- (to) Lose (One’s) Voice – This is an Idiomatic Phrasal-Verb which is used to describe when a person – through sickness or from screaming, or singing too much and/or too loudly – “Loses” the ability to speak in One’s normal “Voice”, but can only speak in a hoarse whisper, or a painful “scratchy” voice.
- (to be) Off Like A Shot – This is an Idiomatic and Prepositional Adjectival Phrase which means: To leave some place – and the “shot” is in comparison to a “gun-shot”. So… since the bullet of a gun moves VERY fast, this phrase just means that someone has left a place very very quickly…
“Once he saw his ex-girlfriend coming in through front door of the party, he quickly made his way through the kitchen, found the back-door, and he was off like a shot! There was no way he was going to let that freakin’ psychopath ruin his evening.” (true story) 😀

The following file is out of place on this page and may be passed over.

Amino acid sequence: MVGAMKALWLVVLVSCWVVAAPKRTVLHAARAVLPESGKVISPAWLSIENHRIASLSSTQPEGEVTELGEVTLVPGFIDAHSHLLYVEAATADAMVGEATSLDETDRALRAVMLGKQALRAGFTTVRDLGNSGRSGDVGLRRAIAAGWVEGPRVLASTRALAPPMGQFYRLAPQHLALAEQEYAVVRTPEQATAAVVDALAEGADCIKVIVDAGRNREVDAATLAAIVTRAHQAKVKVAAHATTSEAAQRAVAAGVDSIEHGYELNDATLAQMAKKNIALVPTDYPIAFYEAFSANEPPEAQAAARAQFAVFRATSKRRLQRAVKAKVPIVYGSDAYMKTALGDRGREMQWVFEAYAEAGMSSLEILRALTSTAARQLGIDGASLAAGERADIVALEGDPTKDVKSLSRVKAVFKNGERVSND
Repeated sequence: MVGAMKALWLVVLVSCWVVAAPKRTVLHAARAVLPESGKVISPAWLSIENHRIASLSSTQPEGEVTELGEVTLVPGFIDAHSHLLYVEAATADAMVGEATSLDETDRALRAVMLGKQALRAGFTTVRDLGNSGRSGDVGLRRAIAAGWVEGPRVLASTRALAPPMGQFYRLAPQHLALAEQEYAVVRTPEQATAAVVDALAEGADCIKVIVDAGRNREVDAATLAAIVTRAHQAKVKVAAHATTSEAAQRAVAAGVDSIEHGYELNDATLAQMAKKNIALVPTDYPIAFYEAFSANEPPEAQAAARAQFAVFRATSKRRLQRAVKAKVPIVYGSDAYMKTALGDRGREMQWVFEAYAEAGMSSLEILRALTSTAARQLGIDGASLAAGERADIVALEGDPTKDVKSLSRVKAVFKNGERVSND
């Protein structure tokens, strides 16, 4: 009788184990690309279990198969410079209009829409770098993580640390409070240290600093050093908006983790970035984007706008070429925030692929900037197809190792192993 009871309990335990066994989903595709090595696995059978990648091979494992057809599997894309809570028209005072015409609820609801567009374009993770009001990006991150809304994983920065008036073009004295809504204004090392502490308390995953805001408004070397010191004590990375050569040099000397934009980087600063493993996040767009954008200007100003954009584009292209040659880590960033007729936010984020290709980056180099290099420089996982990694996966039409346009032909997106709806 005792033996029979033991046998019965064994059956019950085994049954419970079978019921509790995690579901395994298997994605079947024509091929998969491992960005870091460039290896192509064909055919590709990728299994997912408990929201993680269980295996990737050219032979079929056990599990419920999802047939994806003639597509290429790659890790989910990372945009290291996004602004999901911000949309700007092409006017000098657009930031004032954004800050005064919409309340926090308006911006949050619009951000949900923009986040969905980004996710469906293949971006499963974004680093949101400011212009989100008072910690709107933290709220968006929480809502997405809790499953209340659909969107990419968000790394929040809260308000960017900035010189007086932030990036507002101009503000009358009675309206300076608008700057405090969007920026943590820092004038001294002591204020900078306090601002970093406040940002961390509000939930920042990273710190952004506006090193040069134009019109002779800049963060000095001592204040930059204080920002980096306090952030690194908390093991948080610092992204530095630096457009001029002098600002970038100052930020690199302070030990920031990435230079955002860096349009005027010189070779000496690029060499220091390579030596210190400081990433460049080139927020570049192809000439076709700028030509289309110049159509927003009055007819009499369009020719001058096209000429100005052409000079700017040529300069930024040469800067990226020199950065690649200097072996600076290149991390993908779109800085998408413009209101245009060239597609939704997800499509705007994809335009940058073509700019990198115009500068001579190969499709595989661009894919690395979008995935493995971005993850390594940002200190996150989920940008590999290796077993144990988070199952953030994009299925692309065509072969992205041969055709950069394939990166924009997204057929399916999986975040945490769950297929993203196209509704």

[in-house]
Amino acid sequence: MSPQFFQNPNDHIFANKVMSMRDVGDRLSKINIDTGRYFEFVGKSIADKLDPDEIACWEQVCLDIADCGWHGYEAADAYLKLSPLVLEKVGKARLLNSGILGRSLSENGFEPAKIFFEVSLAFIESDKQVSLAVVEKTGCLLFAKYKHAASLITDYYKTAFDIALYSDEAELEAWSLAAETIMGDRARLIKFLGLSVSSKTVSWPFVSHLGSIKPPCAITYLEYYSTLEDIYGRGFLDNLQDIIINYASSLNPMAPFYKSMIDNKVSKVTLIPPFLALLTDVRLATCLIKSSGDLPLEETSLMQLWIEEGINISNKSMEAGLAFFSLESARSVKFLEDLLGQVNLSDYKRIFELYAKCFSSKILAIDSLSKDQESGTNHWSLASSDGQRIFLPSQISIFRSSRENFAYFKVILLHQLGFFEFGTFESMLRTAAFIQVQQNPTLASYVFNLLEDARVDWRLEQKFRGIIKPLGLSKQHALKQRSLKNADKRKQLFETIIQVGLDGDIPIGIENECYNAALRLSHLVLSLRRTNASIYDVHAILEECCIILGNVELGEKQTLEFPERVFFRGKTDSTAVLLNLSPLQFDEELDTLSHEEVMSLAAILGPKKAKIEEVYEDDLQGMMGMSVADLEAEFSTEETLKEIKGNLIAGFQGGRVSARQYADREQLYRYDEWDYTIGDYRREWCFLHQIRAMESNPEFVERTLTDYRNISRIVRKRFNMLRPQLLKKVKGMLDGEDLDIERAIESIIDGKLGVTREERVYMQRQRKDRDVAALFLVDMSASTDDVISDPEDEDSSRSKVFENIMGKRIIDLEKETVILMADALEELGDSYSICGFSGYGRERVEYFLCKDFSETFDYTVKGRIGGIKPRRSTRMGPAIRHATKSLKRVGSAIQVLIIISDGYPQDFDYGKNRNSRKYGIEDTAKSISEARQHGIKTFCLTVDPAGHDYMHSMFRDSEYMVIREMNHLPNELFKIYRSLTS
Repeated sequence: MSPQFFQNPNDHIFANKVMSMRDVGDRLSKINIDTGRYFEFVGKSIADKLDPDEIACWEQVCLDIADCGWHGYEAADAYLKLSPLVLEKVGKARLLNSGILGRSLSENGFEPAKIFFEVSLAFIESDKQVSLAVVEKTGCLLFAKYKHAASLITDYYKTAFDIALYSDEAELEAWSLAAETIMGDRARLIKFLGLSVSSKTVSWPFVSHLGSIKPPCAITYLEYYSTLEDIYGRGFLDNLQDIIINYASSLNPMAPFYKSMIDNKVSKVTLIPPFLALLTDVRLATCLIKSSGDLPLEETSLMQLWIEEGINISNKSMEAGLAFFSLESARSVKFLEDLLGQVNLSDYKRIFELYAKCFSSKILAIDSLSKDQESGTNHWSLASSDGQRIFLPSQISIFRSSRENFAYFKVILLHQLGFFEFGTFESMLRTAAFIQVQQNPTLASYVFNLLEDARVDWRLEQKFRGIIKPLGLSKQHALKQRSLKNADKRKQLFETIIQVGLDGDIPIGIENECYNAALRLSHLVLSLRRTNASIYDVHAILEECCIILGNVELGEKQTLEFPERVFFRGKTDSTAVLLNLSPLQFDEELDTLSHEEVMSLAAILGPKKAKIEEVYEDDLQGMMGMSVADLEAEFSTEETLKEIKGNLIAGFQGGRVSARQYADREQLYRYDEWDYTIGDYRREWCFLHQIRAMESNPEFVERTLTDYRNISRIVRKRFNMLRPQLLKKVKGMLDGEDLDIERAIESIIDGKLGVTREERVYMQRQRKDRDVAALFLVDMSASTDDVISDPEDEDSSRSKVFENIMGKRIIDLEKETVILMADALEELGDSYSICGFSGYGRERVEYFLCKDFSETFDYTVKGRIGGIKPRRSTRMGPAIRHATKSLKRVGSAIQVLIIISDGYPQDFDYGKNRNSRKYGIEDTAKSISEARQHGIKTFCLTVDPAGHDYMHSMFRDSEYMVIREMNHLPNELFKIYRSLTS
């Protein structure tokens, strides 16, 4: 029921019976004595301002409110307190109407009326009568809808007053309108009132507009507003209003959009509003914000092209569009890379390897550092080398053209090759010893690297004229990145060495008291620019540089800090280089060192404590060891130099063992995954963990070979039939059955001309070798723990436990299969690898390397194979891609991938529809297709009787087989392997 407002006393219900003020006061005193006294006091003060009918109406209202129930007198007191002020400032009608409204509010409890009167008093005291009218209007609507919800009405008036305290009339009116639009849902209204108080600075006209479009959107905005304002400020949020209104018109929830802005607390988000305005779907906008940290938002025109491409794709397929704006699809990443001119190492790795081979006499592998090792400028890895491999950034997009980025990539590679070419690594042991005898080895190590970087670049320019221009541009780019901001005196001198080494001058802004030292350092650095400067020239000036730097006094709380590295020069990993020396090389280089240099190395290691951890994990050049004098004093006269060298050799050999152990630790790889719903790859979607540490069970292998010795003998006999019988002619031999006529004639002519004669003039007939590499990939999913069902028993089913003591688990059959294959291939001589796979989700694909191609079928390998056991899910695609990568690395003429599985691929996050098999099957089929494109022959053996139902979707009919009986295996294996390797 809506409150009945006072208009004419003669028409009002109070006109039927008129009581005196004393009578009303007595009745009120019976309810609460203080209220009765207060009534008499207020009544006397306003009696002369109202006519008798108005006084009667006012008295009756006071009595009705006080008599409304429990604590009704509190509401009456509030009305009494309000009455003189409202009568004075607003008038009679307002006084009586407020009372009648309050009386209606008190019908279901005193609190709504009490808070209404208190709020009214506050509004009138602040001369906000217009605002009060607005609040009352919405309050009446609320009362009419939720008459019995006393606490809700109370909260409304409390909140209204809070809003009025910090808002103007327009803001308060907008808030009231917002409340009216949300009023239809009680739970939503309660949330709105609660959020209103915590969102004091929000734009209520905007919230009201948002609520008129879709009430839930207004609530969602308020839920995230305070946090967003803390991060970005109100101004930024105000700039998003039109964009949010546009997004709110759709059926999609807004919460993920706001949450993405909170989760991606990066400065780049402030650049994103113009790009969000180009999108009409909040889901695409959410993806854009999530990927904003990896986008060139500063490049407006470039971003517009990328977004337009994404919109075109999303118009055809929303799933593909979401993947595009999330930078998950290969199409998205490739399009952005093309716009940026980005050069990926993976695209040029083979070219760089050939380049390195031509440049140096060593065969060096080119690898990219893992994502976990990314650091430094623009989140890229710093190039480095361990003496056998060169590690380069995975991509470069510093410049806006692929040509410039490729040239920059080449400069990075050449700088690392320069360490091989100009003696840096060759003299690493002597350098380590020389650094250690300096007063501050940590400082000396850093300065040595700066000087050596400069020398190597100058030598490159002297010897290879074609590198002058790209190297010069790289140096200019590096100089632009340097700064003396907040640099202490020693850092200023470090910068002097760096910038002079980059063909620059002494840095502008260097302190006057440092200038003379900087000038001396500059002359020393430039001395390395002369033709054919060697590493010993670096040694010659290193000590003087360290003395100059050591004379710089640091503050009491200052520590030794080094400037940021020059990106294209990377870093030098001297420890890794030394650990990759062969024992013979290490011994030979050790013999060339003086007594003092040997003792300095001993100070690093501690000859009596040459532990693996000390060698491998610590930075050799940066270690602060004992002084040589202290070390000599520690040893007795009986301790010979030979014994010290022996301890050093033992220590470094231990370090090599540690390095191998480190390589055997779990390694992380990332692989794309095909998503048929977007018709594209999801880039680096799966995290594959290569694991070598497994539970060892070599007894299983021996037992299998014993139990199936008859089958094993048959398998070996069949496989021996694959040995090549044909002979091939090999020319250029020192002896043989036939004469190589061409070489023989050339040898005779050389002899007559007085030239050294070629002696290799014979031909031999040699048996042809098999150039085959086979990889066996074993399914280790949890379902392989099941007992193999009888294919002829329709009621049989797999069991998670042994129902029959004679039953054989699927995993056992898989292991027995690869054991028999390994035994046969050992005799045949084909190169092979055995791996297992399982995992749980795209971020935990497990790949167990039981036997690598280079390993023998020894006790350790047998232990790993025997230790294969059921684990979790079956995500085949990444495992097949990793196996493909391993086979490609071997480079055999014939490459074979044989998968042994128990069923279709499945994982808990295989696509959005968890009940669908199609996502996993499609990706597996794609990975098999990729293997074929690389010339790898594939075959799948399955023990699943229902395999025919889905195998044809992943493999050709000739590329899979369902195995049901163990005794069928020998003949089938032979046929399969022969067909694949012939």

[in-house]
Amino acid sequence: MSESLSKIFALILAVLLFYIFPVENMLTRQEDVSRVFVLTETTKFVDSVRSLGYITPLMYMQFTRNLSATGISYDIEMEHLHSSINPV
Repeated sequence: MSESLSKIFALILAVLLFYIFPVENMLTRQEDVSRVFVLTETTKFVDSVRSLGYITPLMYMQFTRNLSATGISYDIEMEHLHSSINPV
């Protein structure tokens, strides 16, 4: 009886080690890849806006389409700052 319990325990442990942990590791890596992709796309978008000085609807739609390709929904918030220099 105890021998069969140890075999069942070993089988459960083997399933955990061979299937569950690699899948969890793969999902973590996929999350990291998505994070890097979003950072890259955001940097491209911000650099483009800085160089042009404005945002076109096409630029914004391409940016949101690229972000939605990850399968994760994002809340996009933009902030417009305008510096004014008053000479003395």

- (to be) On The Same Wave–Length With (someone) – Though this is an Idiomatic and Prepositional Adjectival Phrase which comes to us from the world of radio. Radio signals travel at difference frequencies. The word frequency is related to the signal’s “wave-length”. If the radio receiver is not tuned to the correct frequency it will not be able to pick up the frequency of the station and thus, you will only hear static… So to say that two people are on the same wave-length just means that they can comprehend each other and probably think and feel the same or similarly. – (See also: “To Strike A Chord With“ & “To Resonate With“)